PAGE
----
Imposition of swimming pool fees stirs outcry at Mediterranean bases
By SCOTT WYLAND | STARS AND STRIPES Published: April 30, 2018
NAPLES, Italy — Many servicemembers and their families are irked that the Navy plans to reimpose fees to use base swimming pools in Europe, saying they are too high for these facilities.
Morale, Welfare and Recreation’s finances were strong enough regionally in 2014 to waive pool fees at the Naples, Sigonella and Rota naval bases, but this year’s weaker funding has forced MWR to reinstate the same fees it charged in 2014, the Navy said.
Beginning in May, the cost per visit will be $4 for bathers 16 and older and $3 for children ages 6 to 15. Children under 6 will be admitted for free. A 30-visit pass for adults is $95 and $65 for children. No family passes are available. The lap pool in Naples will remain free for those with U.S. identification or fitness center membership.
The reinstated fees drew almost 200 comments on one Naples Facebook page.
Most servicemembers and spouses said they were fine with paying to swim. But some think the fees are too steep and will make it hard for many families to afford regular pool visits to escape Italy’s humid summer heat.
“Since we only have AC in our bedrooms at our house, we used the pool frequently, as it gets quite hot here in Sicily,” said civilian military employee Dustin Gilroy on Facebook. “Now we will not be using the pool and trying to find some other option to keep cool.”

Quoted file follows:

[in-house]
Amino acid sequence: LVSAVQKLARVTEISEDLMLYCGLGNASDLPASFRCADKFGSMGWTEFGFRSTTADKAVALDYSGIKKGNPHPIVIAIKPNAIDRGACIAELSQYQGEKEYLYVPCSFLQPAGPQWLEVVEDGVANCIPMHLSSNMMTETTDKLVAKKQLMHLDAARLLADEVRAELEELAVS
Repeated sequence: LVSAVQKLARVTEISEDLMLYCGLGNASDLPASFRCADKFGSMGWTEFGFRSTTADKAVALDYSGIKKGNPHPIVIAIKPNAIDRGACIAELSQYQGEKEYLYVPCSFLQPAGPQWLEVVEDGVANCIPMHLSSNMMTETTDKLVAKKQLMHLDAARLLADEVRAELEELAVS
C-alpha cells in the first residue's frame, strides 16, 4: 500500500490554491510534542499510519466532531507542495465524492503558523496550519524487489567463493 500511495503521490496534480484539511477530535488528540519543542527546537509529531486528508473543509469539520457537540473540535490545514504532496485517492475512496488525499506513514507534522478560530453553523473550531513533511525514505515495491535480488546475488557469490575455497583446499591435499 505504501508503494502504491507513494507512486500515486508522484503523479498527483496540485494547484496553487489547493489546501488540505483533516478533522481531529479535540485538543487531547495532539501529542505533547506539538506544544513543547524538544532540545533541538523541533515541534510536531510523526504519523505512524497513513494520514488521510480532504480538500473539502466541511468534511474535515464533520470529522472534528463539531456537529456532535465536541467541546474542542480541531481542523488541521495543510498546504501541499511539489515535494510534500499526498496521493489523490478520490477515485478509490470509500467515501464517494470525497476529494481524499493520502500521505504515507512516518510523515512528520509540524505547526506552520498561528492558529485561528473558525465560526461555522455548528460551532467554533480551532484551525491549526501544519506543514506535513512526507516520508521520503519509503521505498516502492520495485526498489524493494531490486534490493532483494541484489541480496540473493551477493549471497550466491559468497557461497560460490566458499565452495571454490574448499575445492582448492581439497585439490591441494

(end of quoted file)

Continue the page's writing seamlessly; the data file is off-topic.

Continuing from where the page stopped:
The income from the reimposed fees will help cover labor, supply and equipment costs so the pools can maintain their normal hours this summer, said Lt. Cmdr. Ed Early, spokesman for the Navy regional command.
Pool fees vary at military bases and some, such as Yokosuka Naval Base, Japan, charge nothing for regular use.
The aquatic center at Ramstein Air Force Base in Germany has three heated indoor pools open year-round. It offers monthly adult passes for $20, monthly family passes for $35 and a yearly pass for $90.
Several Facebook commenters said Ramstein and other bases charge lower fees while offering more amenities. A frequent complaint was that the Navy offers no family passes.
Early said there were no plans at this time to create family passes. “MWR continually reviews pricing structures in all of their programs,” he said. “(MWR) will closely monitor and recommend changes where possible to keep fees as reasonable as possible and still maintain financial solvency.”
A few people pointed to the region’s beaches as an option for those who don’t want to pay pool fees. But others said that many Americans don’t want to venture off base.
Some posters argued that MWR was doing the best it could in a tough situation and that people should appreciate having any base swimming pools at all.
“Not all bases have pools; others only have pools in housing areas in which housing residents are the only ones that can use it,” said Renee Fain, a Naples resident. “Yes, it is a basic pool but is better than none.”